Patents are complex legal and technical documents that should, in our opinion, be approached with extreme caution. There are a number of reasons for this. First, the subtleties of what can and cannot be patented are rarely obvious. Getting this right requires the services of a good patent attorney. In our view, this means one who will start from a sceptical position, and search for the reasons why your product might not be patentable. This might be because of existing products (‘prior art’); the unsuitability of the product (a purely aesthetic object, for example); or the fact that it lacks an ‘inventive step’. This issue is the really tricky one, and comes down to whether or not the thing that differentiates your idea would be obvious to someone ‘skilled in the art’ (loosely translated as someone who works in the same industry as yours). The excellent gov.uk site on IP makes the point that inventive steps can be based on apparently trivial details, so it can be hard to identify them. A good patent attorney will test your ideas and claims – and will make sure your idea is worth protecting. We would recommend talking to a company like Coller IP if you need this kind of advice.

The second reason for treading carefully is that patents take a long time to get into place and are expensive to create, maintain and – especially – defend. It is an unfortunate fact that patents do not guarantee that an idea will not be copied. Whilst having a patent or patent application will deter some potential competitors from copying your ideas, it will ultimately only be as good as your ability to defend it in the courts – and the costs of that will be down to you.

For more advice on patents go to this page on the gov.uk IP site.

5. Know your design rights

Design rights are free and apply to the internal and external appearance of any new product you develop. Like copyright, they are automatic, but they can be hard to enforce and you need to keep very clear records to show when you created your design. They also only last for a maximum of ten years after it was first sold or fifteen years after it was created – whichever is earliest. Protection is also limited. They do not, for example, protect two dimensional qualities like surface patterns. For more information on design rights go to this page on the gov.uk page.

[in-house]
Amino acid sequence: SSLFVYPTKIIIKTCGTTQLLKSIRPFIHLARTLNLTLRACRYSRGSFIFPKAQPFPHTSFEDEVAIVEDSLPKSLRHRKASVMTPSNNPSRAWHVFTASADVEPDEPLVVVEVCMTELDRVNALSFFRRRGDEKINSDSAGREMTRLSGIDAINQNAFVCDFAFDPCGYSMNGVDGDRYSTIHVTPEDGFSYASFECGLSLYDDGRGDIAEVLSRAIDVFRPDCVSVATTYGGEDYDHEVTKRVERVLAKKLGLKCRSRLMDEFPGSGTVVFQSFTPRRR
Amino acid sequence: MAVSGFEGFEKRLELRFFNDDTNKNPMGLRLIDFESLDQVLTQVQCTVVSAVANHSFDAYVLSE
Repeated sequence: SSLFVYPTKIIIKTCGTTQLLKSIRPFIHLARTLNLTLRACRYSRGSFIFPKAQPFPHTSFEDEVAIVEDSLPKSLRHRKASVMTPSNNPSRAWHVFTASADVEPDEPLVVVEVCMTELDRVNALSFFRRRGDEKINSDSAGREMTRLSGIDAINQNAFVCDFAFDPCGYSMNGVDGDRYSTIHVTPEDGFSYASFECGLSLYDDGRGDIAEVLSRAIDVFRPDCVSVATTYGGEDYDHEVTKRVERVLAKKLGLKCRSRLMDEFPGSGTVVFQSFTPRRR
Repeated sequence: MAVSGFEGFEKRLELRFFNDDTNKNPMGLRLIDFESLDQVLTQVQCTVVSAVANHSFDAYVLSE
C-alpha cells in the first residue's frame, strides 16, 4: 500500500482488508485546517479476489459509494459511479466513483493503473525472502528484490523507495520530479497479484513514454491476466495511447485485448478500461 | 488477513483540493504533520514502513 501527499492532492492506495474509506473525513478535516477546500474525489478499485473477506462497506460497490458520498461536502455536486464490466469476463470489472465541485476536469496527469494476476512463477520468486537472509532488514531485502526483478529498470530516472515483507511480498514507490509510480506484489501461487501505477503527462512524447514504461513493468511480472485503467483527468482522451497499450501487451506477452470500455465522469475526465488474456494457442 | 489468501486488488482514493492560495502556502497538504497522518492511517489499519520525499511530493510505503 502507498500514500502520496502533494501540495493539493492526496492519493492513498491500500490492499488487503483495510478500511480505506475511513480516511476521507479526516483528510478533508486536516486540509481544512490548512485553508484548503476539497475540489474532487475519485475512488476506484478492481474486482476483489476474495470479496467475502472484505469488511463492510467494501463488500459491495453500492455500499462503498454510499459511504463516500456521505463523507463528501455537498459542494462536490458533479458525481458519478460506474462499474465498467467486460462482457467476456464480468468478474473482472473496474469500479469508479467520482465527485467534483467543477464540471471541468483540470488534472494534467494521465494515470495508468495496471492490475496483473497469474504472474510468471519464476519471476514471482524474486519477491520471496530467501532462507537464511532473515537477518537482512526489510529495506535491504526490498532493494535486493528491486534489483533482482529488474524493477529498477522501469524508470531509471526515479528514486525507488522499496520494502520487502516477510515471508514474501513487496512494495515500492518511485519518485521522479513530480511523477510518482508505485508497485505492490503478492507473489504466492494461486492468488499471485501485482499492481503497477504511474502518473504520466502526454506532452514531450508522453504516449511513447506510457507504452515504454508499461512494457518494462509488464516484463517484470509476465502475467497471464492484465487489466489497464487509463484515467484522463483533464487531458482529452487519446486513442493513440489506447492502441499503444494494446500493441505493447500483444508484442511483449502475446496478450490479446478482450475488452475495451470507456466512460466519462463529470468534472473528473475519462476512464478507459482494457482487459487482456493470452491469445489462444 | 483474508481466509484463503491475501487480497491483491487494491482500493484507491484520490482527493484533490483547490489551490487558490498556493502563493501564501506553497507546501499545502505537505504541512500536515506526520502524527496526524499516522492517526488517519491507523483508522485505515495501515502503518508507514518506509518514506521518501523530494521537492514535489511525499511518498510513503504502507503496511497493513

6. Get registered

Applying for a registered design is the best way to protect two and three-dimensional product ideas. Design registration creates more formal protection which can last up to 25 years and is inexpensive to arrange. Like design right, a registered design only protects appearance, rather than technical issues like function and mechanisms, but it is a good way to protect your ideas and/or obtain a commercial return through licensing, etc.

Design registration depends heavily on the images used to illustrate the product. The use of subtle CAD images has raised some interesting issues in recent years and led to one particularly famous legal dispute involving the Trunki children’s suitcase.

For more information on registering a design, look at this page on the gov.uk site.

7. The bottom line

Good IP protection is essential to protect your company’s commercial interests, but it needs to be handled carefully, so avoid anything that looks like a quick fix or a ‘get rich quick’ approach. Simple NDAs can protect your ideas whilst they are under development and registered designs provide a good – and low cost - level of protection to the appearance of your product. Patents will be essential for some products, but not all. Good, professional patent advice is essential. This means qualified attorneys who will probe and test your ideas to make sure your product qualifies for and will benefit from this level of protection.